Editorials

Twenty five years of vascular trauma in Northern Ireland

BMJ 1995; 310 doi: http://dx.doi.org/10.1136/bmj.310.6971.1 (Published 07 January 1995) Cite this as: BMJ 1995;310:1
  1. Aires A B Barros D'Sa
  1. Consultant vascular surgeon Vascular Surgery Unit, Royal Victoria Hospital, Belfast BT12 6BA

    Surgeons have learnt the value of intraluminal shunting

    Perhaps the quarter century of futile terrorism and internecine strife in Northern Ireland is coming to an end, leaving in its wake over 3100people dead and 36500 injured. The civil population and those defending it have endured physical suffering and grief with dignity and spirit, while the fabric of their lives has been blighted by the systematic destruction of their homes and places of work and leisure. The cease fire has generated a mixture of relief, scepticism and hope.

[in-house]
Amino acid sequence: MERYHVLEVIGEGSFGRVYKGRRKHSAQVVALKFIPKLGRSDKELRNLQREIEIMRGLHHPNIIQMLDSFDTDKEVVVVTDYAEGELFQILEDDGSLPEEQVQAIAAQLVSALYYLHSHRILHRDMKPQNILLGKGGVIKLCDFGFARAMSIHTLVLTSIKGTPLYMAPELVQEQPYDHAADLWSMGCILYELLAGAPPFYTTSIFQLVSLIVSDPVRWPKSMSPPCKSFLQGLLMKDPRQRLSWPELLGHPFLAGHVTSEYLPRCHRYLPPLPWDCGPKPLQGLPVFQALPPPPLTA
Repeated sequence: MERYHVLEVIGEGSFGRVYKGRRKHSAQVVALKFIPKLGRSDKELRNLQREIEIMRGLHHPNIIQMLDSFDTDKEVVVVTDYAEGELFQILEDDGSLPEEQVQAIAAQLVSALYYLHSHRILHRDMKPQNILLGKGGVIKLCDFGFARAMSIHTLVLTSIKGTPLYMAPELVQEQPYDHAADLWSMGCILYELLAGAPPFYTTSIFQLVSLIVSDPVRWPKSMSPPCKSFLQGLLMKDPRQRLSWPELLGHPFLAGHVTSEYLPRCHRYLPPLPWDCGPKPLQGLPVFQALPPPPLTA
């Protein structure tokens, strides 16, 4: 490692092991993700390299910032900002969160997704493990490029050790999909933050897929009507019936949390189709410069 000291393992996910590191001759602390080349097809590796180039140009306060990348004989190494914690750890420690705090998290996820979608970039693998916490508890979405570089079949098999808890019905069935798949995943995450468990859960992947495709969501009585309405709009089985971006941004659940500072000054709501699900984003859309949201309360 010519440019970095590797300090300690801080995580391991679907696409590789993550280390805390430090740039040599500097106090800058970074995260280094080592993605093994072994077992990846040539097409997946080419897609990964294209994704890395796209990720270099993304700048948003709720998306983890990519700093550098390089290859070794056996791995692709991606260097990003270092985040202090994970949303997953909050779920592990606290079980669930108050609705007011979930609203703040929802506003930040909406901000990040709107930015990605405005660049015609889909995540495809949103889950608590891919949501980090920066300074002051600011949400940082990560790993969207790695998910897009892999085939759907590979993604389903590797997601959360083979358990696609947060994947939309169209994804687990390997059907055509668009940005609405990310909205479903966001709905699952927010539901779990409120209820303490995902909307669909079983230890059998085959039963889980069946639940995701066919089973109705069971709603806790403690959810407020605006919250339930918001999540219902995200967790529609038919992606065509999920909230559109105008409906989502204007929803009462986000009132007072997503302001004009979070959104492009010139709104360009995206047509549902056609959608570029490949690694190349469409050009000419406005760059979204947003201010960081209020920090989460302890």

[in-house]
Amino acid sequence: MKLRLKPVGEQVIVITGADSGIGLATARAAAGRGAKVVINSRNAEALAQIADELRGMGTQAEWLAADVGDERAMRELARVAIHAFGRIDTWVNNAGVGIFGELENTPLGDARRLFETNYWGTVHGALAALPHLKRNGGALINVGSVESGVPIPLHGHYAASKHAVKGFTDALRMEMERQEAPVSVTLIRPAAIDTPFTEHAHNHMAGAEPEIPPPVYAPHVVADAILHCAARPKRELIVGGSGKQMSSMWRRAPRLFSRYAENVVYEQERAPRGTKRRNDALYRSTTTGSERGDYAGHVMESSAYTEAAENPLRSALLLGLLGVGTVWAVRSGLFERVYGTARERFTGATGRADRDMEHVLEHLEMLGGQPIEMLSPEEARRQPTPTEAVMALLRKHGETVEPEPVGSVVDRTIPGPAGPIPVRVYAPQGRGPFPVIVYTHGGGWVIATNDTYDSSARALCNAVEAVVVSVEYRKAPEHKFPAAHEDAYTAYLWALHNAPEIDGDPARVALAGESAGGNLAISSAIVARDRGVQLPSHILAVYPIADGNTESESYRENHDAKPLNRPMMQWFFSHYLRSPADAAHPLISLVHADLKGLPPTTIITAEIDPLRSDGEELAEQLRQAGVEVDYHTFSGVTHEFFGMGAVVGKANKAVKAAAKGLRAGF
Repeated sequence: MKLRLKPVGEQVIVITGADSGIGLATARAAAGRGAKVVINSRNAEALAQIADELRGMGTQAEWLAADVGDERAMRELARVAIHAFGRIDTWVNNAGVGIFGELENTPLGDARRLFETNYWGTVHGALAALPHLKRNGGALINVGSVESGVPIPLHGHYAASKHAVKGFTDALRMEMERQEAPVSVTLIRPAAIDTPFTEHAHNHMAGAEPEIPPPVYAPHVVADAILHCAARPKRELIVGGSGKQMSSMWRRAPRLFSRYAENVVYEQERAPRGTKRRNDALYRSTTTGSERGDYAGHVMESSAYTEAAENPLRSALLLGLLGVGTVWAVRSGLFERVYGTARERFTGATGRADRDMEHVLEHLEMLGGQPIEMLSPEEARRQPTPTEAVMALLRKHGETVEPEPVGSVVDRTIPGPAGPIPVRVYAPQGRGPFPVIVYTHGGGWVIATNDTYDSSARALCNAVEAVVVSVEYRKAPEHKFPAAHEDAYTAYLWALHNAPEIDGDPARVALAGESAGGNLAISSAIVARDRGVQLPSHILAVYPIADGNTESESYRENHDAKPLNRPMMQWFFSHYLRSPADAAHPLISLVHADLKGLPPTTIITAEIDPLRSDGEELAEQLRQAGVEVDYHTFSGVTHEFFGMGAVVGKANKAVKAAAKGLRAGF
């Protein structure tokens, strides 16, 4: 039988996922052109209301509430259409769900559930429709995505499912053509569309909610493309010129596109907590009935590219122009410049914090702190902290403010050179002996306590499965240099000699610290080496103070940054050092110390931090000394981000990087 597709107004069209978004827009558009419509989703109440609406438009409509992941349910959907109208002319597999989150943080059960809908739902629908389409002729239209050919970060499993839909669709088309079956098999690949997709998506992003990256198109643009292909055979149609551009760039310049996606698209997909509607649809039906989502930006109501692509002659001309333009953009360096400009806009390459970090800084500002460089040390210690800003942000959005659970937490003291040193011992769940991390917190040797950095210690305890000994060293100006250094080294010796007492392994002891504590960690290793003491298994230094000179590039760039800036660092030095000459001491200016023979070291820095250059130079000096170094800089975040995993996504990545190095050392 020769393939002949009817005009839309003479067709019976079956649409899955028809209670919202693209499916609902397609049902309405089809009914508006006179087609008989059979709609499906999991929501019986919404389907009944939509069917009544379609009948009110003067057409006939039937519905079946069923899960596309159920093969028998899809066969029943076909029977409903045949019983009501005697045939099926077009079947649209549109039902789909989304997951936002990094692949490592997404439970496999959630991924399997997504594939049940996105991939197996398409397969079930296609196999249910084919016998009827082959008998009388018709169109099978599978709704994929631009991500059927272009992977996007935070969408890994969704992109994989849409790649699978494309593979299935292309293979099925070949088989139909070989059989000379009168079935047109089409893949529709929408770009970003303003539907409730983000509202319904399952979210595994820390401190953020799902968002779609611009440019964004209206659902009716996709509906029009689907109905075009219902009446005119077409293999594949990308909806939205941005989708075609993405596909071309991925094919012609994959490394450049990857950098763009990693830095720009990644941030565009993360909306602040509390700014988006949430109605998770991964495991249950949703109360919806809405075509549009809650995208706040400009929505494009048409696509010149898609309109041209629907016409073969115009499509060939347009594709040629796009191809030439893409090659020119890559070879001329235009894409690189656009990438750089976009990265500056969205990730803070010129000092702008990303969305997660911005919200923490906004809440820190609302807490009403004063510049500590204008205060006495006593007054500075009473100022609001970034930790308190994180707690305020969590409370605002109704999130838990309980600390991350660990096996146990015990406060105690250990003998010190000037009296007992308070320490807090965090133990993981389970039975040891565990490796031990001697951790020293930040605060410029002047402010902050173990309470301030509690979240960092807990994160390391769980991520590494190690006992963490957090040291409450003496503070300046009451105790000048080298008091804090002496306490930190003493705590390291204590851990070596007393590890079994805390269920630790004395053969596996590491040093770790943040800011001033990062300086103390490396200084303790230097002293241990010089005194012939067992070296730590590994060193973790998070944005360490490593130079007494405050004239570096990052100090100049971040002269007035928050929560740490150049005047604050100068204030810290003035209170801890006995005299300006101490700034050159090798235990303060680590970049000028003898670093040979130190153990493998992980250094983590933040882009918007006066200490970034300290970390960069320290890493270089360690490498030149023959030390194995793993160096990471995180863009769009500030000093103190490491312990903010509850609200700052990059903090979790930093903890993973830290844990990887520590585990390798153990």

Belfast's largest teaching hospital, the Royal Victoria, took on the main responsibilities of a front line evacuation centre. Staff treated casualties, often from major disasters, while ensuring that specialist practice, undergraduate teaching, postgraduate training, and research continued undeterred. Despite witnessing horrific injuries and having little access to counselling they have remained uninured to pain and distress.

    Over the past 25 years vascular surgeons in this province have dealt with an estimated 1500 injured major blood vessels.1 2 3 Progress in managing vascular trauma has usually been made in wartime,4 5 and this conflict offered unique opportunities.6 7 8 9 10 …

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